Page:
Smouldering low fires are common enough; in pine forests these climb up the trees to form a wall of fire that can potentially leap across streams and firelines.
The fire is gradually slowing down when the cruel wind picks up. Instantly, two pine trees burst into flame. I hear shouts from where the men have gone to work and am afraid. The work of the last four hours has been undone by a gust of wind. The fire is again raging now. It crosses the boundary we had hoped would contain it- one of the two tiny streams that flow down the mountain. It moves towards the houses. I try to remember how wide the stream at the bottom of the valley was when I saw it last. I had crossed it without getting my feet wet. It will not check this fire. My husband texts me. The fire is no longer one that can be contained. The men are all safe, but disheartened. They are coming back.
The fires are usually slow enough to not cause harm to life. This year, due to the winds and the prolonged dry spell, the situation is different. One woman has been killed and three injured due to forest fires (2).
The volunteers group at our house to drink water and pull thorns from their hands. They were surrounded by fire when the wind picked up, and only escaped by jumping down the slope. They cheerfully joke with me about the clumsy way in which they scattered. I am petrified. As they leave, they tell us to keep a watch on the fire. We are to call them if the fire starts climbing up this slope, they say, no matter how late it is.
The forest department claims to be fighting fires with state of the art technology (3). However, the fact remains that using satellite mapping has little or no impact on a fire in a forest away from the road. Fires, ultimately, need to be fought by the villagers. So far, it is being done only in remarkable circumstances. The Forest Department is budget strapped, with the state administration allocating Rs 21 Lakhs to it this year. A budget healthy enough to provide villagers with basic equipment and training will help. Far more useful will be a restructuring of the management of the forests in such a way as to allow locals more access and ownership. The 1151 crew stations spread across the state are not sufficient to watch the thousands of fires that burn their way through the mountains.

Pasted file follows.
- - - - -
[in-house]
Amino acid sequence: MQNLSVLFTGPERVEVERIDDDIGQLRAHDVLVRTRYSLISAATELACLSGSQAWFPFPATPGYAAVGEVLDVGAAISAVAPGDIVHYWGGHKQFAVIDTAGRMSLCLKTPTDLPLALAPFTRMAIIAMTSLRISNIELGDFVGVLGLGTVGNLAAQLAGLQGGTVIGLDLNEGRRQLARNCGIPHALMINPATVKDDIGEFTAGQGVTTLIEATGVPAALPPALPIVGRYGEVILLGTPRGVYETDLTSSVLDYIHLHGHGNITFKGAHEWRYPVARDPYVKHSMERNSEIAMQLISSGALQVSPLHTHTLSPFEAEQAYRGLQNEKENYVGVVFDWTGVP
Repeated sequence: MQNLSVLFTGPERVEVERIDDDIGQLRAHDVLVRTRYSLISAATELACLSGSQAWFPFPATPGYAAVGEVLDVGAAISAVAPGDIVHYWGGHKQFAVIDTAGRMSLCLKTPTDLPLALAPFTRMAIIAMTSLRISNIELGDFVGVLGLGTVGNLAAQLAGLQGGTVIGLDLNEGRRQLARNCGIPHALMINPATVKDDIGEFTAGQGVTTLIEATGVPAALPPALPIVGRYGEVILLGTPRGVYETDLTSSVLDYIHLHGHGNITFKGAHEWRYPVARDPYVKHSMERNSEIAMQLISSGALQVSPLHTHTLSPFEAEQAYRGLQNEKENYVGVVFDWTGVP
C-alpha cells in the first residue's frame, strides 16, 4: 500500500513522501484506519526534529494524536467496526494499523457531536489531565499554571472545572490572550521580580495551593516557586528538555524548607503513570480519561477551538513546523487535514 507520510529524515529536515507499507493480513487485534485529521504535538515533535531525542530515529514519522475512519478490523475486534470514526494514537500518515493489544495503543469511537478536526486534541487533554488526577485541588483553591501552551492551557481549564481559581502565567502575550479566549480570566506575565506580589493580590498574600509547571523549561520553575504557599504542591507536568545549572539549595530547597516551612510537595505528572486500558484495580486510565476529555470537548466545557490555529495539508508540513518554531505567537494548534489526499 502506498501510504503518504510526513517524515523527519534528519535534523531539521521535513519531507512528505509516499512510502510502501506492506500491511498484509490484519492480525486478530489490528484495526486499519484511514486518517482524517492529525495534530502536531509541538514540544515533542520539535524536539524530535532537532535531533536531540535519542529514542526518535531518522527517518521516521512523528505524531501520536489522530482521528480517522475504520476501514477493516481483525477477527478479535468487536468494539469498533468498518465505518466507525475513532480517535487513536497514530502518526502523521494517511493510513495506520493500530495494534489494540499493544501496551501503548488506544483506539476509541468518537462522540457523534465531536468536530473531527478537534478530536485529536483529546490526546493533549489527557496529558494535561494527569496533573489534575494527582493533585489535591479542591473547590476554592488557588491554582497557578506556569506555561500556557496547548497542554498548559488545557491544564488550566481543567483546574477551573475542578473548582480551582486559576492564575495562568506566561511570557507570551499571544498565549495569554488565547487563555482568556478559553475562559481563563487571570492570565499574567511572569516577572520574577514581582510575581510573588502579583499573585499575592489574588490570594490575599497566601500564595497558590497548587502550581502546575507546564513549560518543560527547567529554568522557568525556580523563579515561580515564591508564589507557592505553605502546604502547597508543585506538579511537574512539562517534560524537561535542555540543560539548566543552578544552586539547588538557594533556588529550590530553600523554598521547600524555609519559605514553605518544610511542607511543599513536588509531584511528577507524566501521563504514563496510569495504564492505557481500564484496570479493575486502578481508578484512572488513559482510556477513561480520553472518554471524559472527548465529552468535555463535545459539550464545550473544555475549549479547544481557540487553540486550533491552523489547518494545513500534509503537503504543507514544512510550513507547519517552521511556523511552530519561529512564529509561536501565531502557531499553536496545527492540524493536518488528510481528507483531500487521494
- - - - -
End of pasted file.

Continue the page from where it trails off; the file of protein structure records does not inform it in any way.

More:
As we have dinner, we look out at the fire. With night, the fire has assumed a sinister appearance. The flames are visible now, and we watch a long ribbon of fire move across the mountain. Secondary fires are starting up on the slopes. Fanned by the wind, areas that we had thought were extinguished glow red again. We start talking of what we need to do if- when- it crosses the stream. Magically, as we talk, there is a coolness in the wind. We look amazed at each other as the first few drops fall. The drops turn into a real storm and we hear cheering from the houses. All that night it continues to rain. We stand and watch the fires slowly die down. The next morning, the flames are out but the forest continues to smoke.
Besides the immediate damage to the environment and to property, fires have a long-standing impact. Pine is more resilient to fire than oak is, the villagers tell me. After a fire, a mixed forest tends to recover with pine as the dominant species. With the loss of biomass, wildlife moves into the farms for food, increasing human-animal conflicts.
Human-human conflicts are on the increase too. The fire has wiped out all fodder in the area. One neighbour's cattle have strayed into the other neighbour's fields and eaten his painstakingly tended crop. Rumours are rife about the start of the fire. It was set on purpose, says one person darkly, to make us sell our land. It was set for revenge, says another. Nature will punish whoever it was, they say. The monsoon needs to come soon, we agree.